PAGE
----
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Who Are The True Objectivists?

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The concept is arbitrary as Objectivists typically define it.  I'm not certain that people who actually believe in God define it in the same way.

You're asking us when one could consider themselves an Objectivist but, based on this response, I think it's safe to say that you're not yet. Your statement reaks of subjectivism, the polar opposite of Objectivism. Essentially, what you said boils down to this: you can't ever be certain of anything.

Essentially, it doesn't matter what theists think the definition of god is. God is an anti-concept. God is a conglamaration of what someone interpreted to be the best attributes of humanity lumped together into one and called all powerful. As someone suggested before, you can find a better elaboration of this in Introduction to Objectivist Epistemology.

As for me, it would take god coming down to Earth and talking to me before I'd believe in him again. Of course, I'd also probably question my sanity at that point too and check into a mental health facility.

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Okay, so what are the requirements?  I'm trying to figure out if it's an appropriate title for me.

To call yourself an Objectivist you must understand and agree with the essential principles of the philosophy in epistemology, metaphysics, ethics, esthetics, and politics. You cannot pick and choose among the principles, keeping those you like and discarding those you do not want. Objectivism is a totally integrated philosophical system, and you cannot be consistent with the philosophy unless you grasp and accept the whole. In addition, aside from the intellectual perspective, to actually BE an Objectivist you must live according to Objectivist principles.

All of this -- grasping the philosophy and integrating it into your life -- takes a lot of time, more on the order of many years than not. In the interim, while you are learning the principles of the philosophy and working on personal integration, as long as you do accept what you have learned so far, it is best to refer to yourself as a student of Objectivism. If on the other hand you sympathize with a lot of the philosophy, but disagree with other aspects of it, I personally do not think it fair to yourself and Ayn Rand to even refer to yourself as a student of Objectivism. If you need to mention the term at all, perhaps an Objectivist sympathizer, or something of the like.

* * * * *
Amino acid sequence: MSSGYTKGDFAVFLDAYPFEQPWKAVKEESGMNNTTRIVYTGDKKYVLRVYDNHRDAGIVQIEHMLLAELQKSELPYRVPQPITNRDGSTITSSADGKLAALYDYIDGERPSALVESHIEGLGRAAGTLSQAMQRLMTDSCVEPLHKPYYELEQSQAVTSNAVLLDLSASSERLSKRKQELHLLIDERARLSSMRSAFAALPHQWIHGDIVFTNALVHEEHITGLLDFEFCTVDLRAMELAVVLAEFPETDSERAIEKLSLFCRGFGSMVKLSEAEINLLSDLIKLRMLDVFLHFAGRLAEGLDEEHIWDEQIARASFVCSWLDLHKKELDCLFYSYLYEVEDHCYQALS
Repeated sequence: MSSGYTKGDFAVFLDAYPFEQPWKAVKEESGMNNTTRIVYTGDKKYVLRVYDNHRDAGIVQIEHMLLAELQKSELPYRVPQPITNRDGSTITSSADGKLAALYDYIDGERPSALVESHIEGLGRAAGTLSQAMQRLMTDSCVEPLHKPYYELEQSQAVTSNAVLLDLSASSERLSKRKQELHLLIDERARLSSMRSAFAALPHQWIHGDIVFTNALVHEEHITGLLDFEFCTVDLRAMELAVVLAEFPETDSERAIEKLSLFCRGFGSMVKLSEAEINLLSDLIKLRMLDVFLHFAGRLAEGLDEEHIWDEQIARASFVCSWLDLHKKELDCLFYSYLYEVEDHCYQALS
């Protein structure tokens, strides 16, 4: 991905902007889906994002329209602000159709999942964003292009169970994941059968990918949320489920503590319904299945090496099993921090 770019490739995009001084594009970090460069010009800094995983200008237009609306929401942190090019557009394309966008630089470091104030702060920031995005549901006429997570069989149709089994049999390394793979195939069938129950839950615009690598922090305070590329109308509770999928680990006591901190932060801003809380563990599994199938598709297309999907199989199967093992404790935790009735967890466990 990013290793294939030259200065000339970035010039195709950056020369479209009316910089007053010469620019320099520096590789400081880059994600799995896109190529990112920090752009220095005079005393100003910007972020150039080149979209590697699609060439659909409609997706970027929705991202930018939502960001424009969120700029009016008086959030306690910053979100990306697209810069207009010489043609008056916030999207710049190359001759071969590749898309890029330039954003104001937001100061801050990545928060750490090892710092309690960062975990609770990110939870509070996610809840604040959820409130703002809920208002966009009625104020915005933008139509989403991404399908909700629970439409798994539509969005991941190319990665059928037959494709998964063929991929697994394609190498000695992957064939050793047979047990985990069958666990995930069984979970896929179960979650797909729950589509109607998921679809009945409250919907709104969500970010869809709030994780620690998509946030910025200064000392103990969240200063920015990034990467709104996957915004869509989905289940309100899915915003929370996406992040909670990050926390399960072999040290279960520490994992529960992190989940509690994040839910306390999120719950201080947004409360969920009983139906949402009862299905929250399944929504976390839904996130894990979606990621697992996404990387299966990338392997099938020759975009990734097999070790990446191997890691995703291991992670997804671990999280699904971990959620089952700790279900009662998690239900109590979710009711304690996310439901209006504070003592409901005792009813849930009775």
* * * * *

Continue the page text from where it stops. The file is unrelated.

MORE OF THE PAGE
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The concept is arbitrary as Objectivists typically define it.  I'm not certain that people who actually believe in God define it in the same way.

Well, that's because Objectivists use facts of reality to define their terms. "People who actually believe" use evidence like this:

"Well just look around at all the pretty flowers, birds, trees, the earth. It had to be created by someone, and that someone has to be God. The Bible (or insert religious tome here) says so."

Now I ask, which position do you think is arbitrary?

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The concept is arbitrary as Objectivists typically define it.  I'm not certain that people who actually believe in God define it in the same way.

Zoso, I add , that, when a minister, delivering a sermon, looks up and says, "O God, have mercy on us...", he is not seeing. If he was, he would see the ceiling. Then he could say, "O ceiling above us, have mercy on us and do not fall in thy wrath upon those of us who are blind and see thee not". At that point those who wanted to be saved could look up and see the ceiling, too. But, he doesn't see;